Allah Rakha Rahman alias A .Dileep Kumar was born on January 6, 1966, in Chennai
At the age of 11, Rahman joined Illaiyaraja's troupe as a keyboard player.
His acclaimed music compositions have led TIME Magazine to declare him the 'Mozart of Madras' and in film circles , he is called Isai Puyal
A R Rahman is married to Saira Bano. The couple have three children: Khatija, Rahim, and Aman
I have tremendous respect towards all the religions. After all, God have taught us to love each other.
I had some golden rules when I started my film career. These rules were good lyrics, good thought, good melodies, good recording and good presentation
I dream of a quiet environment where there will be music and not car horns
I am doing just two films a year, so I guess I should have all the time for my music school
A. R. Rahman's Filmography
Sunday, 11 January , 2009, 18:57
Last Updated: Monday, 12 January , 2009, 11:15
Year Film Language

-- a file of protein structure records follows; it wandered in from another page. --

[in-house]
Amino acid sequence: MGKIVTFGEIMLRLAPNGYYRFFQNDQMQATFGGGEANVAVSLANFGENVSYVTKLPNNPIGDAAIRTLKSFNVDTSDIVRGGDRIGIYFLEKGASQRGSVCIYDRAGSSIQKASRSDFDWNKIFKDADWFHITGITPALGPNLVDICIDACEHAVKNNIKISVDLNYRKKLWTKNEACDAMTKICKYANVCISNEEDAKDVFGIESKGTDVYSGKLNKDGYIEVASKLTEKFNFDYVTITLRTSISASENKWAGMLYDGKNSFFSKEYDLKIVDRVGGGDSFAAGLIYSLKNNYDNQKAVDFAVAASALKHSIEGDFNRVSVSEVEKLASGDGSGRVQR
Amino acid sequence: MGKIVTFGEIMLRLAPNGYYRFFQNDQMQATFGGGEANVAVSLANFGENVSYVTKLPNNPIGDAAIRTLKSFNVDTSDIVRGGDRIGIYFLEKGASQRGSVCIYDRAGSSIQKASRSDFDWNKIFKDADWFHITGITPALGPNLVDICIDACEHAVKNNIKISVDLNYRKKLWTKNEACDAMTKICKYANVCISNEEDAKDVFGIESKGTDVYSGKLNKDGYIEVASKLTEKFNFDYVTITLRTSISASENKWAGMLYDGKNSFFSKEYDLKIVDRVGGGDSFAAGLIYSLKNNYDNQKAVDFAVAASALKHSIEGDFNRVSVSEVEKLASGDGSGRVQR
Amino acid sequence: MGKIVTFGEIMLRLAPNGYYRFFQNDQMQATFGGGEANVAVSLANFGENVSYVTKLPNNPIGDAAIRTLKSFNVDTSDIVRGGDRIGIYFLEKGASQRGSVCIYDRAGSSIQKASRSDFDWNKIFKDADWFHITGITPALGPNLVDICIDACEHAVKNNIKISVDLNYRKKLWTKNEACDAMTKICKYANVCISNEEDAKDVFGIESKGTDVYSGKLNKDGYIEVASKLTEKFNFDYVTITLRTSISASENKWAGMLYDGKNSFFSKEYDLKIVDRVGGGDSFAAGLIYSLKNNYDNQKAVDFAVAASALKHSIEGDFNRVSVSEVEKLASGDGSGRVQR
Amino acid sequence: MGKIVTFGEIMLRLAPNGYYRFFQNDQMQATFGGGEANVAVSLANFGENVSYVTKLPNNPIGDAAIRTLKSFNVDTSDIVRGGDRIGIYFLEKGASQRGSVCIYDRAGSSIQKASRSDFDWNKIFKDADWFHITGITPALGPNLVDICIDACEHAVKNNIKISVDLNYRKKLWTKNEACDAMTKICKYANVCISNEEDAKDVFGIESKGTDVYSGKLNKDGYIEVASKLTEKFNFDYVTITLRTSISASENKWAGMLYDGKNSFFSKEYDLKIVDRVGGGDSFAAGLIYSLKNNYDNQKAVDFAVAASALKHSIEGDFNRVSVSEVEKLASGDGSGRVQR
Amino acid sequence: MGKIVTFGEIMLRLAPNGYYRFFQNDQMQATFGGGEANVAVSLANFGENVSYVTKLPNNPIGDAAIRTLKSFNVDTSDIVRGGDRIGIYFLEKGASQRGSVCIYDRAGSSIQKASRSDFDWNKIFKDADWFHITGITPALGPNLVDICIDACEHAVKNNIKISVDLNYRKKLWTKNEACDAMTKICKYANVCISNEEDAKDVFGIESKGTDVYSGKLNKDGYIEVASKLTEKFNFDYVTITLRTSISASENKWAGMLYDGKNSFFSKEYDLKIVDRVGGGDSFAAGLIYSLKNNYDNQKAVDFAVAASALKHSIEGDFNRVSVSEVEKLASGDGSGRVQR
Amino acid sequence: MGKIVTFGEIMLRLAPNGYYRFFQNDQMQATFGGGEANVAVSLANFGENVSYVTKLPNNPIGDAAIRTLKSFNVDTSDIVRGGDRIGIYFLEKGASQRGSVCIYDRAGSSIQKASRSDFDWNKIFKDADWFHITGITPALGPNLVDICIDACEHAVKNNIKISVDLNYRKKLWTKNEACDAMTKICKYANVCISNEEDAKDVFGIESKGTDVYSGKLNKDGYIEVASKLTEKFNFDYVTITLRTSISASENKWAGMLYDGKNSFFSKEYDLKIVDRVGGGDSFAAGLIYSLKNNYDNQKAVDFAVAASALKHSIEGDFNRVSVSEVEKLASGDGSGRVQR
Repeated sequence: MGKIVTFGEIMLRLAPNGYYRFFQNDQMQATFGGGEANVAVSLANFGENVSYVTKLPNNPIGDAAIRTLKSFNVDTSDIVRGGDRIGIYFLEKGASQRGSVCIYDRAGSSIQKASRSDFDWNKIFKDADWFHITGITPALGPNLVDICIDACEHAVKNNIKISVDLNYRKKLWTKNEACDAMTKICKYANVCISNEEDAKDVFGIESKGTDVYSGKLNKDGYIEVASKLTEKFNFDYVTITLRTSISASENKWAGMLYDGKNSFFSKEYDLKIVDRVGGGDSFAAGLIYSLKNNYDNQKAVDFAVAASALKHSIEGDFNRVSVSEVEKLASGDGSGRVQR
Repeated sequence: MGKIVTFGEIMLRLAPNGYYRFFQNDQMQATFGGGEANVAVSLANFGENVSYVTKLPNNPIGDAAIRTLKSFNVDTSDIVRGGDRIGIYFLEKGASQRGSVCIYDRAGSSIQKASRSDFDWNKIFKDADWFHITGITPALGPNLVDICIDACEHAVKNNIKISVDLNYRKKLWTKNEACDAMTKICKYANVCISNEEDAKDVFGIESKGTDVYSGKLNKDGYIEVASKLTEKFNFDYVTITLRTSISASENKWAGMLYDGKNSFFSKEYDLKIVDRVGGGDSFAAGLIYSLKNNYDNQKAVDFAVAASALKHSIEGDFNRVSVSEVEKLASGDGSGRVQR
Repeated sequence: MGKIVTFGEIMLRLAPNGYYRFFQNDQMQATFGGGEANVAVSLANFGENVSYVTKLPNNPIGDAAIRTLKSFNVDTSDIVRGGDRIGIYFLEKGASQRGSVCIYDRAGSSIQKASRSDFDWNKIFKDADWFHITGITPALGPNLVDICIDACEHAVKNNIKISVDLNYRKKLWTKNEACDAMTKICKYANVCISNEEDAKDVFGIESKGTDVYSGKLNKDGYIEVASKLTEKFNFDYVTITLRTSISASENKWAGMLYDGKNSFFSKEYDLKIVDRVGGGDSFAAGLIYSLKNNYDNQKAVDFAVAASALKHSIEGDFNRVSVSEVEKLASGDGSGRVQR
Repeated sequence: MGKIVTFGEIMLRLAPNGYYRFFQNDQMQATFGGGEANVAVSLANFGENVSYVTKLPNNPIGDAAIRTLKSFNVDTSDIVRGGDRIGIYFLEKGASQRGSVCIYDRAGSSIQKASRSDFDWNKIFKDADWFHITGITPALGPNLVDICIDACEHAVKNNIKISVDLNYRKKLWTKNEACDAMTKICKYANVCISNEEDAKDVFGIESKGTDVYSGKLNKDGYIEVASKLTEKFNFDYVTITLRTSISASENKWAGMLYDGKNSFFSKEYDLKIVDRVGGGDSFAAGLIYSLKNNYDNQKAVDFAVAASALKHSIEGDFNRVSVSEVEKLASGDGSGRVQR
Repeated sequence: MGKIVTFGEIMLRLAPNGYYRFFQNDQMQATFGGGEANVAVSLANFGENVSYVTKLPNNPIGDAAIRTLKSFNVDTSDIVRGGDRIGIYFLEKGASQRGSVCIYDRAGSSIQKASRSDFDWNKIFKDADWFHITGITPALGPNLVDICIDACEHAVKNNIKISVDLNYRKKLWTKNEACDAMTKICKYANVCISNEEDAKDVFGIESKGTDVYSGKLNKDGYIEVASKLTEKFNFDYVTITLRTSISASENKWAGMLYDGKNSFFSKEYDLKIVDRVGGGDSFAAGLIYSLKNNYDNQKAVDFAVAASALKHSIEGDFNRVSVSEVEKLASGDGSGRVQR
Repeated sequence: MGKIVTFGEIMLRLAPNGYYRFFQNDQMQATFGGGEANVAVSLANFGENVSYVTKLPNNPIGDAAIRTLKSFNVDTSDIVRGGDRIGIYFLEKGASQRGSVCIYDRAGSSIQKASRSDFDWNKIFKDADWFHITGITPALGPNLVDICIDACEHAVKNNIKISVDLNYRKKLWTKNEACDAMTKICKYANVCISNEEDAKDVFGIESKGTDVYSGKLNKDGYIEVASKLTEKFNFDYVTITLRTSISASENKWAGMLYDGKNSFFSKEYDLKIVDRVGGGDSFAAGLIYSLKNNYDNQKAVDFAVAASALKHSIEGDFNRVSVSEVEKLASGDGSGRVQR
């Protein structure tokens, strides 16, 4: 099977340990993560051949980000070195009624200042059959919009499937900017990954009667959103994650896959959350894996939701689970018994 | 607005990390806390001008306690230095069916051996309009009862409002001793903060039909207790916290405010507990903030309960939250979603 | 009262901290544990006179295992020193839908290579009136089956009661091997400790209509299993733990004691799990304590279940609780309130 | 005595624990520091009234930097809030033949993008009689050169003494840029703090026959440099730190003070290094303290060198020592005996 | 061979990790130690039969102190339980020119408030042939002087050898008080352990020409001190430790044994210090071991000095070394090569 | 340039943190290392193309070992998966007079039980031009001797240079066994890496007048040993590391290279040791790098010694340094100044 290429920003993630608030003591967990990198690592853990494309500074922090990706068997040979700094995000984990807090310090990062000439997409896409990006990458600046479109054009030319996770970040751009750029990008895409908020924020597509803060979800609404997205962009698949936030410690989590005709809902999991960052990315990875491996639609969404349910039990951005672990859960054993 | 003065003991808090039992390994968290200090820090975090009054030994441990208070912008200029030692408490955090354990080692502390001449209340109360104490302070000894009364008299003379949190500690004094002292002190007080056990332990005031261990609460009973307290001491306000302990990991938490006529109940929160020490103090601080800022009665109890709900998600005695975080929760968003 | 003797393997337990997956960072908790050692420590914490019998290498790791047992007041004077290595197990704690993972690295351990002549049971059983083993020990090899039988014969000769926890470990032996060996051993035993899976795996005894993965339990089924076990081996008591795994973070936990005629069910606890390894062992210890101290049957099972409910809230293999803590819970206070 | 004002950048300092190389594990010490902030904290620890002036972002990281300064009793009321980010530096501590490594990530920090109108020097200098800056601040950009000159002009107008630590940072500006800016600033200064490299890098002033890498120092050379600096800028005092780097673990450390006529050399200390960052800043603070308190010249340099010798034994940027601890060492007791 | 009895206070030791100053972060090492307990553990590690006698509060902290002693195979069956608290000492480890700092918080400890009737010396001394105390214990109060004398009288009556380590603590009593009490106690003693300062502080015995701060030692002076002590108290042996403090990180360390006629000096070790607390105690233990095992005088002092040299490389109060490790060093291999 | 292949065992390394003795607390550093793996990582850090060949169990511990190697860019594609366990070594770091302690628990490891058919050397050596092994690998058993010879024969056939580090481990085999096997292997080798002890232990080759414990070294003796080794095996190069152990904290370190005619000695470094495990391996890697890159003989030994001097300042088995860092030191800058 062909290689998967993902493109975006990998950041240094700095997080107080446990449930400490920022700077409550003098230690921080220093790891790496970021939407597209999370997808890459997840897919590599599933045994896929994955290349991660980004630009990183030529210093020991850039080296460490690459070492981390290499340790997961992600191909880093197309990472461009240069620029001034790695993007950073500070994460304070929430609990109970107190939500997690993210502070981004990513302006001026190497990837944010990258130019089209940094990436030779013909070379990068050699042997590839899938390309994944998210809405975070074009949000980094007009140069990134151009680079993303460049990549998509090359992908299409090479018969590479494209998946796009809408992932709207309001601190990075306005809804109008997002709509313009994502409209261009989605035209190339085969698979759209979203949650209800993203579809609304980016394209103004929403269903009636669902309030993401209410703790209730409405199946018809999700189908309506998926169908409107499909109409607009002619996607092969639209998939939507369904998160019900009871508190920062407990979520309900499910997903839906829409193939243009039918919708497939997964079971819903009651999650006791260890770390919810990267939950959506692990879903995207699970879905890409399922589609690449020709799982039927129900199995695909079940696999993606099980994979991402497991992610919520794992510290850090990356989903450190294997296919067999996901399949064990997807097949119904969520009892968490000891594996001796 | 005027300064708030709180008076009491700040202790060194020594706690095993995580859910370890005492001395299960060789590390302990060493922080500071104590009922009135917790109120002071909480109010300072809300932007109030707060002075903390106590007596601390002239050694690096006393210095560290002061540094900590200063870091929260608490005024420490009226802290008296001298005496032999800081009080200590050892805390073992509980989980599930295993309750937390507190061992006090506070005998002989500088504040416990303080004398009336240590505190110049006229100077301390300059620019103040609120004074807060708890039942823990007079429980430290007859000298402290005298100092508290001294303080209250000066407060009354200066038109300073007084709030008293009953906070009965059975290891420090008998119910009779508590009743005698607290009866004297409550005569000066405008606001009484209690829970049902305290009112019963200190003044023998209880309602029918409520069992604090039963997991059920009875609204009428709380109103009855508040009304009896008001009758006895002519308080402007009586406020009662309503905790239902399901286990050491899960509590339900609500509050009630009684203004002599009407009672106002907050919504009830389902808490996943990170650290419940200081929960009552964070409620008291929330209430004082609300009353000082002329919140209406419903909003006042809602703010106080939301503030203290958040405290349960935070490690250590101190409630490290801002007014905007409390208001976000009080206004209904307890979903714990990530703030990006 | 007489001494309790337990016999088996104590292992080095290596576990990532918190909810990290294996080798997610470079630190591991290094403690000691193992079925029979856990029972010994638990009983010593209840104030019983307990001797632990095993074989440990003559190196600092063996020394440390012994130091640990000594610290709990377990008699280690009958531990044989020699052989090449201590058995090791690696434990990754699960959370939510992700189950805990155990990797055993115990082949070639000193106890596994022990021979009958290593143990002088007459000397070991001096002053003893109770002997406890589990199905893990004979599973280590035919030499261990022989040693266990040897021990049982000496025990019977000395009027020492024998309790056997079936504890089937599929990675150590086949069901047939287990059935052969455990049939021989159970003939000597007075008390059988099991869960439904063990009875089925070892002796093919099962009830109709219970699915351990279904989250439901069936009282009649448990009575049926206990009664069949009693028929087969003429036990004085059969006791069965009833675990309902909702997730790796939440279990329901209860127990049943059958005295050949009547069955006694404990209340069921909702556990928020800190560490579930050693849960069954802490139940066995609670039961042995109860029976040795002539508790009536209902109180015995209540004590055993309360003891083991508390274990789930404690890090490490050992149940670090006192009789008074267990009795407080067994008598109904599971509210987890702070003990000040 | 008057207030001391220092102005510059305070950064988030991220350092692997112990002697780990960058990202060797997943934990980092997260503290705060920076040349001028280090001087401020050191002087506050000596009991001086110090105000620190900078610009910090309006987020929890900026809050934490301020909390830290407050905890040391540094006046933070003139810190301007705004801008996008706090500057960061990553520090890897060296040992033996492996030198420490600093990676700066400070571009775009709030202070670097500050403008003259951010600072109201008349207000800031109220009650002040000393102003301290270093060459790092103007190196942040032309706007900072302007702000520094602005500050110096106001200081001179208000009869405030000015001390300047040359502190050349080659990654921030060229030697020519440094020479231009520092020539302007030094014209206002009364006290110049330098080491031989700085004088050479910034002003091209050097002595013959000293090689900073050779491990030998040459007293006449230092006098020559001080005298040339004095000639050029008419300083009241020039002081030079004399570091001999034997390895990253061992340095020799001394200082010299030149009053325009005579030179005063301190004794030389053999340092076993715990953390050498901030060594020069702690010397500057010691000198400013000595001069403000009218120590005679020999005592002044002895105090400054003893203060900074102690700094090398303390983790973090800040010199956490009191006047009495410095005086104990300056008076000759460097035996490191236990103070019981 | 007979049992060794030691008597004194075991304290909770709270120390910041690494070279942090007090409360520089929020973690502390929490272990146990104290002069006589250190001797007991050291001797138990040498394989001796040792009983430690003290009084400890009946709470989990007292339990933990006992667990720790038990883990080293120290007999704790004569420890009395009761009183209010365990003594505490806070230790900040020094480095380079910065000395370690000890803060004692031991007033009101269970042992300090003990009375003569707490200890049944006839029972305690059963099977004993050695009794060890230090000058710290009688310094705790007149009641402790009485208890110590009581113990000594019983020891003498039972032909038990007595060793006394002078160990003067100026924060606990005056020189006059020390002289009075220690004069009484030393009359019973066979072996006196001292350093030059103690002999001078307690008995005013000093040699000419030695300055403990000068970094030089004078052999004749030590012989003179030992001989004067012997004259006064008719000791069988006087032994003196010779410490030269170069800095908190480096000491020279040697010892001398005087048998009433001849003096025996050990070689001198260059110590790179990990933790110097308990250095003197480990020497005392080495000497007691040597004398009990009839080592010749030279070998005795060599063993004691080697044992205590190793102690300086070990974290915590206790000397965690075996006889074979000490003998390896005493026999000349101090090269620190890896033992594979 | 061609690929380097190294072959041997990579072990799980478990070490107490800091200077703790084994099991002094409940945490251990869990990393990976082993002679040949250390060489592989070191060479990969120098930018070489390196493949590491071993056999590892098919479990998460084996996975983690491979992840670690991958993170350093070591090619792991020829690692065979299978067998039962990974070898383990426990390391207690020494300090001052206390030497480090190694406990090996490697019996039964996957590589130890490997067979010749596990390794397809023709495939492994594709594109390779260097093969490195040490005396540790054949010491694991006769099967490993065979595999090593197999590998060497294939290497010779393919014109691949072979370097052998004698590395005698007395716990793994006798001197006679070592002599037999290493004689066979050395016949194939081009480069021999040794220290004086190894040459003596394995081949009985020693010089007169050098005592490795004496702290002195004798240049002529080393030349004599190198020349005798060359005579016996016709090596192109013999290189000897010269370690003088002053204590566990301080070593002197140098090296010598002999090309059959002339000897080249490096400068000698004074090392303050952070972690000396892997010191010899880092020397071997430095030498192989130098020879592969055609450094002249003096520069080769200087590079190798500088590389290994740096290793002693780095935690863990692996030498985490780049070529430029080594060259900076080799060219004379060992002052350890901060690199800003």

1992 Roja Tamil
1993 Pudhiya Mugam Tamil
Kizhakku Cheemayile Tamil
Thiruda Thiruda Tamil
1994 Vandicholai Chinnaraasu Tamil
Super Police Telugu
May Madham Tamil
Pudhiya Mannargal Tamil
Manitha Manitha Tamil
1995 Bombay Tamil
1996 Love Birds Tamil
Kadhal Desam Tamil
Mr. Romeo Tamil
1997 Anthimanthaarai Tamil
Minsaara Kanavu Tamil
Daud: Fun On The Run Hindi
Mona Lisa Tamil
Kabhi Na Kabhi Hindi
1998 Jeans Tamil
Dil Se… Hindi
Doli Saja Ke Rakhna Hindi
1999 En Swasa Kaatre Tamil
Kadhalar Dhinam Tamil
Taj Mahal Tamil
2000 Pukar Hindi
Kandukondain Kandukondain Tamil
2001 One 2 Ka 4 Hindi
Nayak: The Real Hero Hindi
Love You Hamesha Hindi
Parthale Paravasam Tamil
2002 Alli Arjuna Tamil
Kannathil Muthamittal Tamil
The Legend of Bhagat Singh Hindi
Kadhal Virus Tamil
2003 Parasuram Tamil
Warriors of Heaven and Earth Mandarin / Japanese
Enakku 20 Unakku 18 Tamil
Kangalal Kaithu Sei Tamil
2004 Udhaya Tamil
Warriors of Heaven and Earth English
Lakeer - Forbidden Lines Hindi
Meenaxi: A Tale of Three Cities Hindi
Aayitha Ezhuthu / Yuva Tamil / Hindi
New / Nani Tamil / Telugu
Dil Ne Jise Apna Kahaa Hindi
Kisna - The Warrior Poet Hindi
2005 Netaji Subhas Chandra Bose: The Forgotten Hero Hindi
>Mangal Pandey - The Rising Hindi
Anbe Aaruyire Tamil
2006 Rang De Basanti Hindi
Sillunu Oru Kaadhal Tamil
Varalaru - The History of the Godfather Tamil